"Green" Fuel Powers Record-Setting Flight
The search for a replacement for 100 low-lead aviation gasoline (100LL) took a big step forward on September 11, 2010 as Richard "Smokey" Young set an official U.S. airspeed record by flying his Western Air Racing Special aircraft an average of 242.07 mph over a 100-km closed course in a Class C-1.a aeroplane (internal combustion engine aircraft weighing between 300 and 500 kilograms).
Richard "Smokey" Young with his Western Air Racing Special Aircraft
Young flew from the Jacqueline Cochran Regional Airport in Coachella Valley, California (near Palm Springs) to the Salton Sea near the Mexican border and back at an average speed of 242.07 mph, using an unleaded, high-octane fuel called SwiftFuel, developed by Swift Enterprises Ltd., a firm based at the Purdue Research Park in West Lafayette, Indiana. He broke the record of 238 mph set in 2004 with leaded aviation gasoline. Tradition Aviation, located at Cochran Regional Airport, sponsored the flight.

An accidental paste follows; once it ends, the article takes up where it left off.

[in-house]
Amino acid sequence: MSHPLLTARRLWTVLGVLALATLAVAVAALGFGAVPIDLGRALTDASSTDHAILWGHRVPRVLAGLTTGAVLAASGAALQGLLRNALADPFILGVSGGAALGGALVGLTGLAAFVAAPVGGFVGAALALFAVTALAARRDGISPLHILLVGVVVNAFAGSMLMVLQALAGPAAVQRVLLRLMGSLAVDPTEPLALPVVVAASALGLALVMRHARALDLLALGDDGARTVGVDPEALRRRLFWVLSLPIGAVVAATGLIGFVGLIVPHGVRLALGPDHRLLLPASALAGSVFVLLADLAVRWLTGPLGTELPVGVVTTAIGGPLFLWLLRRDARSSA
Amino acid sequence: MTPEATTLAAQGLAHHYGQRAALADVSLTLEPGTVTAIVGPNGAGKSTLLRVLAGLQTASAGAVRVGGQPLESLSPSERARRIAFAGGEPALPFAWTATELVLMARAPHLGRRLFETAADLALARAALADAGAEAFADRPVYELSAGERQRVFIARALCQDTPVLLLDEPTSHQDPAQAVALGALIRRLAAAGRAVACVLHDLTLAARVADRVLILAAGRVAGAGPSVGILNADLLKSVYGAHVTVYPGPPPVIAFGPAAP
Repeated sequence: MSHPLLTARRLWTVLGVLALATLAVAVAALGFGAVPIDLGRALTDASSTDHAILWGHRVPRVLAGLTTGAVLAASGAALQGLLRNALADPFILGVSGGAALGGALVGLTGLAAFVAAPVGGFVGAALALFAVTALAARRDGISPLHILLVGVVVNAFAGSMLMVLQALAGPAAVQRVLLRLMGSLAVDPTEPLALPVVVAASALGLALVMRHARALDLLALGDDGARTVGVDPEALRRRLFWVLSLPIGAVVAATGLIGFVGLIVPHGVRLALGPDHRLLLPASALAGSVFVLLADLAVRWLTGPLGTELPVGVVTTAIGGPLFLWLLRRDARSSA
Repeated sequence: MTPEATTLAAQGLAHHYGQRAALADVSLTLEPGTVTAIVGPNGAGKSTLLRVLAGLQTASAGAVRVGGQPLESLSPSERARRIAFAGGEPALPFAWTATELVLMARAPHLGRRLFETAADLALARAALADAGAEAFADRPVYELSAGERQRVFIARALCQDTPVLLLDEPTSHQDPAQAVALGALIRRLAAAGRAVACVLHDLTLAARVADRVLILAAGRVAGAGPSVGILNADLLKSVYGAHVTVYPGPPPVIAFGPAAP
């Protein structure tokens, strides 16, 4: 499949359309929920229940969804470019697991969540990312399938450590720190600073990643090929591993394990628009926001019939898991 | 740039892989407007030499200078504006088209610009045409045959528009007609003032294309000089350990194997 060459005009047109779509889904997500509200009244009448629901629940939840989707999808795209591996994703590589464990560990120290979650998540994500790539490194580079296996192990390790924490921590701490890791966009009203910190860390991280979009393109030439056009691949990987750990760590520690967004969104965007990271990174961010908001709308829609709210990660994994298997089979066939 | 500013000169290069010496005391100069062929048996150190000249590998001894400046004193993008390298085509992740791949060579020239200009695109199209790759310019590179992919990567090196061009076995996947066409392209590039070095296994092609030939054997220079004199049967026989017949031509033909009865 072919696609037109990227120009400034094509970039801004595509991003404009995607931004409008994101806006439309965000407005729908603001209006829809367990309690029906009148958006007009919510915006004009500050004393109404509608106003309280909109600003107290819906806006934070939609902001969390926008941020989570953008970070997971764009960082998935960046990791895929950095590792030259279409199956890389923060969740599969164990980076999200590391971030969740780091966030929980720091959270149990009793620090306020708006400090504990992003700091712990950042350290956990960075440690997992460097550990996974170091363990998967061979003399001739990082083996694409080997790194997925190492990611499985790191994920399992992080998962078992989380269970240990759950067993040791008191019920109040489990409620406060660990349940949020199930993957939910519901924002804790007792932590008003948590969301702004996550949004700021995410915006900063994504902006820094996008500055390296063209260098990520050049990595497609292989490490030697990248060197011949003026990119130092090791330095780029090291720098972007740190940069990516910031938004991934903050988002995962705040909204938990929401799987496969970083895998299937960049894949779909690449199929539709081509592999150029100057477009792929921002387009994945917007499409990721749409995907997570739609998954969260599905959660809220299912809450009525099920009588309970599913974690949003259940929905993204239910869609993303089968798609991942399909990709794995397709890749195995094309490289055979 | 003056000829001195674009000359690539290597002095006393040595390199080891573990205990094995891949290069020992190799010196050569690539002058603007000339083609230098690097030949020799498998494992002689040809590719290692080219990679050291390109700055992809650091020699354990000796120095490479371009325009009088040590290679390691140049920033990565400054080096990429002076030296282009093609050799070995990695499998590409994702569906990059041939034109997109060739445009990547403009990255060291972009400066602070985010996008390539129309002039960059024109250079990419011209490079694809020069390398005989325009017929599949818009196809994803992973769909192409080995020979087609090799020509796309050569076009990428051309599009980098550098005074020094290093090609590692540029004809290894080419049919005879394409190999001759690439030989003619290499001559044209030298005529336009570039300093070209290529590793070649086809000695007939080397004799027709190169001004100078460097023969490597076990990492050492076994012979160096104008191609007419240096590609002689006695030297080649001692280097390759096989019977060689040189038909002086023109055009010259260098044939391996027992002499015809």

The Western Air Racing Special is an International Formula 1 Aircraft powered by a Continental O-200 engine. Young is a 13-year veteran of the U.S. Air Force, president of International Formula 1 Air Racing and runs the Aviation Pilot Training Program at Orange Coast College in Costa Mesa, Calif.
"As I researched SwiftFuel, I became more convinced that "green" fuel is the direction general aviation needs to move," Young said. "I am determined to show everyone that renewable fuel is just as good from a performance standpoint as general aviation fuel.
"This record flight helped verify the performance characteristics of clean-burning Swift UL102 fuel and signals our race team's commitment to exploring eco-friendly alternatives to the current blends of aviation gasoline," Young said. "We hope to continue this program by establishing other speed records and through the exclusive use of biofuel in air show performances."
According to a technical report about Federal Aviation Administration testing, SwiftFuel demonstrated 13 percent more energy per gallon than 100 low-lead (100LL) and demonstrated normal engine wear and lower fuel system deposits as compared to 100LL.
Young's record has been forwarded to the Federation Aeronautique Internationale in Switzerland for approval as a World record.